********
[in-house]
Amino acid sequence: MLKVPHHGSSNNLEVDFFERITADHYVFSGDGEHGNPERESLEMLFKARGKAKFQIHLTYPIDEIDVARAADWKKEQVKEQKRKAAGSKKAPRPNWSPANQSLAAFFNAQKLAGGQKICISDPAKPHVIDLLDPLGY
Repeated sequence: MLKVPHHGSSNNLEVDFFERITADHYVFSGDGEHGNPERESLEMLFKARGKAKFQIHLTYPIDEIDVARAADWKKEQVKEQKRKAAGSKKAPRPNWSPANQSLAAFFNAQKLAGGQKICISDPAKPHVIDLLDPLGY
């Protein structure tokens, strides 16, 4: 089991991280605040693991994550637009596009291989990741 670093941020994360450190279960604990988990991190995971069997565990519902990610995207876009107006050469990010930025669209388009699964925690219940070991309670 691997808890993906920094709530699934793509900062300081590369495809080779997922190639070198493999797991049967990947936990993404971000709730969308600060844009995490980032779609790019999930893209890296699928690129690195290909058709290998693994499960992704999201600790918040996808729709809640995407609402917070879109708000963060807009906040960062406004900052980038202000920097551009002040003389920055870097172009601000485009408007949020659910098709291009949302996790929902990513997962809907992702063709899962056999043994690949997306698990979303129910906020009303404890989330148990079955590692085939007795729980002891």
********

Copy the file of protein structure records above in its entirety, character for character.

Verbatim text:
[in-house]
Amino acid sequence: MLKVPHHGSSNNLEVDFFERITADHYVFSGDGEHGNPERESLEMLFKARGKAKFQIHLTYPIDEIDVARAADWKKEQVKEQKRKAAGSKKAPRPNWSPANQSLAAFFNAQKLAGGQKICISDPAKPHVIDLLDPLGY
Repeated sequence: MLKVPHHGSSNNLEVDFFERITADHYVFSGDGEHGNPERESLEMLFKARGKAKFQIHLTYPIDEIDVARAADWKKEQVKEQKRKAAGSKKAPRPNWSPANQSLAAFFNAQKLAGGQKICISDPAKPHVIDLLDPLGY
């Protein structure tokens, strides 16, 4: 089991991280605040693991994550637009596009291989990741 670093941020994360450190279960604990988990991190995971069997565990519902990610995207876009107006050469990010930025669209388009699964925690219940070991309670 691997808890993906920094709530699934793509900062300081590369495809080779997922190639070198493999797991049967990947936990993404971000709730969308600060844009995490980032779609790019999930893209890296699928690129690195290909058709290998693994499960992704999201600790918040996808729709809640995407609402917070879109708000963060807009906040960062406004900052980038202000920097551009002040003389920055870097172009601000485009408007949020659910098709291009949302996790929902990513997962809907992702063709899962056999043994690949997306698990979303129910906020009303404890989330148990079955590692085939007795729980002891």